Dolce and Kapana, A kapana food truck. Food (brain) child of Hanso Diehl and Nabil Robiati. These two mavericks decided to put Kapana on the move and dubbed it #designerKapana.
We had a chat with one-half of the duo, Hanso and here’s their story:
Why did you decided to name your business after a very famous brand, Dolce & Gabbana ?
I don’t remember exactly how we came up with it, but we decided on the name the very first time we talked about starting a kapana business. We’re having fun with this name, it rolls off the tongue well and it plays well with our strategy of differentiating ourselves as #designerkapana!
We realize that at some point Dolce & Gabbana might come after us legally since we’re so shamelessly ripping off their name. If it comes to that we’ll know that we made it and we’ll immediately change! I have no idea to what though.
How did the idea of a kapana food truck come about?
Both Nabil and I are serial entrepreneurs. We were brainstorming new ideas that got more and more outrageous, so we tried to come up with something that we know well and love, something that we ourselves consume but that is not conveniently available. Once we shifted our focus, kapana was a no-brainer. We knew that we had to do something comparatively fancy for the market we had in mind, but we weren’t prepared to spend big money to shop-fit something in a mall and commit to lease agreements etc. Eventually we settled on a trailer.
Kapana is a common dish, its part of the Windhoek urban culture, we all know which hotspots to go to when we want kapana. How have you penetrated the market?
We want to make kapana easily accessible to anyone in Windhoek, for example people working in the CBD or living far from single quarters and Wanaheda. We also want to expand the market for kapana. We don’t want to compete with the kapana guys at single quarters – our market are the kapana lovers who would otherwise be forced to eat burgers, chicken or other take-away. Part of our appeal is that we use gas, not wood/charcoal. This allows our clients to get kapana for lunch without smelling like smoke afterwards. Our portions and prices are fixed, so there is no negotiation for every meal. Furthermore our trailer is equipped with three fridges so the freshness of the meat is safeguarded.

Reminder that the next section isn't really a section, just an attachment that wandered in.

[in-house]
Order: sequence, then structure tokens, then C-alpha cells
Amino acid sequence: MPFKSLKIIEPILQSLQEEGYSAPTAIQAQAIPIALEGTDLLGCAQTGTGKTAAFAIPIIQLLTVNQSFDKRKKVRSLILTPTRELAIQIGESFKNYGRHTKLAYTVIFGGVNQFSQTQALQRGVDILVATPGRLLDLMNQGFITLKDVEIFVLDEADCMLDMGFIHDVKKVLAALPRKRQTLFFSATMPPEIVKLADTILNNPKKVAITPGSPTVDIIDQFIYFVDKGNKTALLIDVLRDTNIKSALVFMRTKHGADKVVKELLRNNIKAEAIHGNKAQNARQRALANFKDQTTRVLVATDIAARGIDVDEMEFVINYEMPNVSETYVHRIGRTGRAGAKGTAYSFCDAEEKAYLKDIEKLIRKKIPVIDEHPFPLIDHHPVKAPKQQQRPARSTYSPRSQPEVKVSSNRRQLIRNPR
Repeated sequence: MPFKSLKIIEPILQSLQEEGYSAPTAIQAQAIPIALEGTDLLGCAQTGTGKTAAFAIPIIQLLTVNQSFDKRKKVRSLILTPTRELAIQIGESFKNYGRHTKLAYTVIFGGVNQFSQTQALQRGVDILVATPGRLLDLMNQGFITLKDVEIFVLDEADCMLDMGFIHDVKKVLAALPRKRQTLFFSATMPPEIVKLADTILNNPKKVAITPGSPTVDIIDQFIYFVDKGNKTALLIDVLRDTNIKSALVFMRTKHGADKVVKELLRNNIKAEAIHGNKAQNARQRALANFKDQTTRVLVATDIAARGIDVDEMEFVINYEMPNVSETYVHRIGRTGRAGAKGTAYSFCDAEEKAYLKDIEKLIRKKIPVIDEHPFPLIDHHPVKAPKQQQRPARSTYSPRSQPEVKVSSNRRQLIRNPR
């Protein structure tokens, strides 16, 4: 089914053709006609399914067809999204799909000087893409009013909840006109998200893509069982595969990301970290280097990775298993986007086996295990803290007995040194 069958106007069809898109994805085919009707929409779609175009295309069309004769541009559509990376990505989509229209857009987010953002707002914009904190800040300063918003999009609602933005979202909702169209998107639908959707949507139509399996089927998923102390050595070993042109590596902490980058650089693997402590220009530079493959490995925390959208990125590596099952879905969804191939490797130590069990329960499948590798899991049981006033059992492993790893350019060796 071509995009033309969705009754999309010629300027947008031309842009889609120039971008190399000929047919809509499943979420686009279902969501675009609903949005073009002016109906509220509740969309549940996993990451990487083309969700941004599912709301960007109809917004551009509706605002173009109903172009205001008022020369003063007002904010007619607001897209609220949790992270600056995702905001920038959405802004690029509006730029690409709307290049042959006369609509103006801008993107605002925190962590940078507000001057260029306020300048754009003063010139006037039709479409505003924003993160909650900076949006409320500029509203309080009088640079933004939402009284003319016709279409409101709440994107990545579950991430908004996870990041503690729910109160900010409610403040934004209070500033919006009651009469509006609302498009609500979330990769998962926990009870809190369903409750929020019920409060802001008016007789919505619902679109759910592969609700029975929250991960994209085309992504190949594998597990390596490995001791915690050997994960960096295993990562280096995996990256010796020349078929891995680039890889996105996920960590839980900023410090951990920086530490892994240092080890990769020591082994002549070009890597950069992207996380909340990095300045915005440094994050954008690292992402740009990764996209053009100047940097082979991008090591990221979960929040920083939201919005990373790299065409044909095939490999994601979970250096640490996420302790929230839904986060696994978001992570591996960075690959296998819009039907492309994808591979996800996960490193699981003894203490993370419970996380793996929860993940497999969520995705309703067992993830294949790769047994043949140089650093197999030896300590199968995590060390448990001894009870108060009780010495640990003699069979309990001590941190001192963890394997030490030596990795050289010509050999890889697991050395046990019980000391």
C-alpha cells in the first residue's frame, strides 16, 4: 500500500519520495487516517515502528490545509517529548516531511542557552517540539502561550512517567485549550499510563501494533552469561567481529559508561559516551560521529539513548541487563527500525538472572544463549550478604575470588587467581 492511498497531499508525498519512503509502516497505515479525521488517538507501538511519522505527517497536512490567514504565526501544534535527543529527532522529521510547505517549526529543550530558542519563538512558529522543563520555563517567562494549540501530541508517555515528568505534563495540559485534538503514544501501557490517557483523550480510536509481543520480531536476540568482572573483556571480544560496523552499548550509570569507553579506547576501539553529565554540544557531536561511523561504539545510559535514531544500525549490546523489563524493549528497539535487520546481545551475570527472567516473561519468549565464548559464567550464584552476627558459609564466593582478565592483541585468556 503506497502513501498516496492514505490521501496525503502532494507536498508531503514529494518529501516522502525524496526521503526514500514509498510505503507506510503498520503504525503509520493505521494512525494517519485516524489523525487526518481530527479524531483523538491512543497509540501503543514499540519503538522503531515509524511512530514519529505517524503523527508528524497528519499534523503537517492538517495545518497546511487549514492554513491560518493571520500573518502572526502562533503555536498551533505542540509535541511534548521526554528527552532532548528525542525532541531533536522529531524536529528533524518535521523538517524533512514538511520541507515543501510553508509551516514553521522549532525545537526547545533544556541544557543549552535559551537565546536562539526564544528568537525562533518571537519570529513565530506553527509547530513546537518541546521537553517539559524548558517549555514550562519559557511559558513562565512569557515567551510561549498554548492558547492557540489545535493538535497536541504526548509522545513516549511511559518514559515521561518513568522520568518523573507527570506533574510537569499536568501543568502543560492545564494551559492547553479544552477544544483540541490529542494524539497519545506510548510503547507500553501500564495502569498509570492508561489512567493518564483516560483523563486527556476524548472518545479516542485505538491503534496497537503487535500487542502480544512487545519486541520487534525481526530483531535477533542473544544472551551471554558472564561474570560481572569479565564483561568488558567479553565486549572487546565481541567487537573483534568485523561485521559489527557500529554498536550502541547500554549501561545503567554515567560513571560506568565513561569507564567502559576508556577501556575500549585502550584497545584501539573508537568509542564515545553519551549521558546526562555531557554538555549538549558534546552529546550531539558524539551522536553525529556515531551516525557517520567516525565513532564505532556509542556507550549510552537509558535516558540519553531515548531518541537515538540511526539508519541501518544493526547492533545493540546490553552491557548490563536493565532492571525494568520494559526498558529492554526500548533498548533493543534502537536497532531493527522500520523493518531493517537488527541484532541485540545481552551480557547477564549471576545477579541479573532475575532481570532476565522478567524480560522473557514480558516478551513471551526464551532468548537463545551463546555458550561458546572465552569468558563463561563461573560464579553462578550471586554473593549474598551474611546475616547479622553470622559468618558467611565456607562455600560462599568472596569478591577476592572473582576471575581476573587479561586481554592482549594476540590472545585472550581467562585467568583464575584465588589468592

What has been some of the challenges you’ve encountered in owning a Kapana food truck?
Any new business has unforeseen challenges, and even after a few days it became clear that we can improve on the layout on the next truck. One of the main issues has been where to set up: Most locations we had in mind belong to the City of Windhoek and getting permission to use them is a long process fraught with red tape.
How did you overcome that challenge?
We have now settled on the parking lot of NICE restaurant, which is not controlled by the municipality. We are also doing many events on weekends, like the Jazz Festival and the Pop-Up Festival.
Have you settled on just owning the food truck or are there plans in future in opening a restaurant?
We have no interest in operating just one food truck. The vision has always been to grow Dolce & Kapana into a franchise business that will take on the South African/US fast food chains. Namibian beef is the best in the world, and kapana is a proudly Namibian way of eating it. We want to be at the forefront of promoting Kapana to take its place next to pizza, sushi and hamburgers in international cuisine. We’re gonna put Namibia on the map (again!).
Get to know the Owners
Hanso Diehl: born and bred in Namibia. Apart from being a kapana guy he’s in the transport business and is a partner in FitCity gym. Hanso is happily married to Roya with whom he has three kids. He has a borderline psychotic obsession with mountain biking.
Nabil Robiati: Italian by birth, he has lived in Namibia for 15 years after marrying the love of his life Ndiitah. When he’s not cutting tomatoes for salsa he runs his food distribution company. He has two kids. In his spare time he likes to watch F1, or dance.